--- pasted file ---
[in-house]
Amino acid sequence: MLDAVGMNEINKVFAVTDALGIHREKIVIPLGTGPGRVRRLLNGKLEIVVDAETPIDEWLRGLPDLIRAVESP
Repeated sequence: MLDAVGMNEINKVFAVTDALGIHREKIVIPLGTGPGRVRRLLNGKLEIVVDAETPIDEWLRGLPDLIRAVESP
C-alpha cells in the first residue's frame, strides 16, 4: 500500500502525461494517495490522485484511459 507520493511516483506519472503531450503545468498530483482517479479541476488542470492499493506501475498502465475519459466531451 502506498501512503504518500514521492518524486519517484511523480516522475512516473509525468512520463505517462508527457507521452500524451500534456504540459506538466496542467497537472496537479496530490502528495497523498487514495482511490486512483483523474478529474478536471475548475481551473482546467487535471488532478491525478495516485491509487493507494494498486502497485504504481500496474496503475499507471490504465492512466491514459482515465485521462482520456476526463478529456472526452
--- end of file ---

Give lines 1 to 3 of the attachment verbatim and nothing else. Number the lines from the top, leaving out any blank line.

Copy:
[in-house]
Amino acid sequence: MLDAVGMNEINKVFAVTDALGIHREKIVIPLGTGPGRVRRLLNGKLEIVVDAETPIDEWLRGLPDLIRAVESP
Repeated sequence: MLDAVGMNEINKVFAVTDALGIHREKIVIPLGTGPGRVRRLLNGKLEIVVDAETPIDEWLRGLPDLIRAVESP